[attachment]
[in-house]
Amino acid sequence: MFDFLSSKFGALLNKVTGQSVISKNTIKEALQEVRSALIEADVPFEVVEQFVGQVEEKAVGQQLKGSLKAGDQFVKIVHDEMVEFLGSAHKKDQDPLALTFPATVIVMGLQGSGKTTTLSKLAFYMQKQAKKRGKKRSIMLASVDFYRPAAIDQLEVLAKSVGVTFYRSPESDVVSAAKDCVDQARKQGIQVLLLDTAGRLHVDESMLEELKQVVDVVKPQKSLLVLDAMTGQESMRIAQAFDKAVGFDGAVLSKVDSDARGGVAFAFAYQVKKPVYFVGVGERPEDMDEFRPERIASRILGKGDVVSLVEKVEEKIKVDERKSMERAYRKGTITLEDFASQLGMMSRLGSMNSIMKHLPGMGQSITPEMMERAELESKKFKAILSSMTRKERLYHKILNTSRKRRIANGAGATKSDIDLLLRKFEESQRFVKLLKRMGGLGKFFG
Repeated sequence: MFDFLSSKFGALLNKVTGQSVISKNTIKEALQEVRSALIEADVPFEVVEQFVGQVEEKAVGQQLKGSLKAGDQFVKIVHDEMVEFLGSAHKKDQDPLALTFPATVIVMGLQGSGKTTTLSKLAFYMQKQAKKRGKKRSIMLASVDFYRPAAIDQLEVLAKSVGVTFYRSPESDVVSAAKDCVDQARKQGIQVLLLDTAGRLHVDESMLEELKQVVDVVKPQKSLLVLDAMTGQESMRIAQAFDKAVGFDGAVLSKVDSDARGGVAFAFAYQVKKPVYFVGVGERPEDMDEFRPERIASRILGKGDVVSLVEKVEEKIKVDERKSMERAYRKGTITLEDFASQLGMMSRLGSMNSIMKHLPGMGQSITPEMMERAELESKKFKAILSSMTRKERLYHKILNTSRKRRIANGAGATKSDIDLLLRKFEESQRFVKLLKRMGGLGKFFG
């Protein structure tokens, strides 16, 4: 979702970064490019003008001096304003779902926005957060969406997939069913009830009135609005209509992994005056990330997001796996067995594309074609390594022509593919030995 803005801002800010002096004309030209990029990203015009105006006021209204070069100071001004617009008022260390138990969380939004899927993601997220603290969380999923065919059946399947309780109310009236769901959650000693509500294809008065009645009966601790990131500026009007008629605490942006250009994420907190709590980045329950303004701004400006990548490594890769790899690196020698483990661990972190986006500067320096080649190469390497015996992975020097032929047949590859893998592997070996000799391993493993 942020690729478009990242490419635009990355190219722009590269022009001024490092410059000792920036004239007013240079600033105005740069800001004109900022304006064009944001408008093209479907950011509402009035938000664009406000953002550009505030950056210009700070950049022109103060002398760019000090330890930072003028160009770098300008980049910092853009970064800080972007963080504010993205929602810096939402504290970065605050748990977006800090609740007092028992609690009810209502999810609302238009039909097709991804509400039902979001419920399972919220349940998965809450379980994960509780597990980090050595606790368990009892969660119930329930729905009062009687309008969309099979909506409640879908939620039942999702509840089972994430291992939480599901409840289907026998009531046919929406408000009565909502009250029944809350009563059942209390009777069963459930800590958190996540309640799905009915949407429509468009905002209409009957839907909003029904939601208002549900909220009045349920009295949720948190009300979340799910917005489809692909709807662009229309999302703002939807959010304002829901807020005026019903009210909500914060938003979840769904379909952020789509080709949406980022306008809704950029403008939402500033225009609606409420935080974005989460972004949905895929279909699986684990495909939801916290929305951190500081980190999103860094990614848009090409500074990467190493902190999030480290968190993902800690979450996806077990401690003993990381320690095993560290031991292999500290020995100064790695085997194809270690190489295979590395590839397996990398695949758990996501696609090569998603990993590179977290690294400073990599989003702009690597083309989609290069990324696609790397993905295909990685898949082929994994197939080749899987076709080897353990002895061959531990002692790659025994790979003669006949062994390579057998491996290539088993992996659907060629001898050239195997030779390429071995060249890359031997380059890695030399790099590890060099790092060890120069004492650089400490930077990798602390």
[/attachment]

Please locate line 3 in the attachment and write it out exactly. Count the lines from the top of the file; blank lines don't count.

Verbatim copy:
Repeated sequence: MFDFLSSKFGALLNKVTGQSVISKNTIKEALQEVRSALIEADVPFEVVEQFVGQVEEKAVGQQLKGSLKAGDQFVKIVHDEMVEFLGSAHKKDQDPLALTFPATVIVMGLQGSGKTTTLSKLAFYMQKQAKKRGKKRSIMLASVDFYRPAAIDQLEVLAKSVGVTFYRSPESDVVSAAKDCVDQARKQGIQVLLLDTAGRLHVDESMLEELKQVVDVVKPQKSLLVLDAMTGQESMRIAQAFDKAVGFDGAVLSKVDSDARGGVAFAFAYQVKKPVYFVGVGERPEDMDEFRPERIASRILGKGDVVSLVEKVEEKIKVDERKSMERAYRKGTITLEDFASQLGMMSRLGSMNSIMKHLPGMGQSITPEMMERAELESKKFKAILSSMTRKERLYHKILNTSRKRRIANGAGATKSDIDLLLRKFEESQRFVKLLKRMGGLGKFFG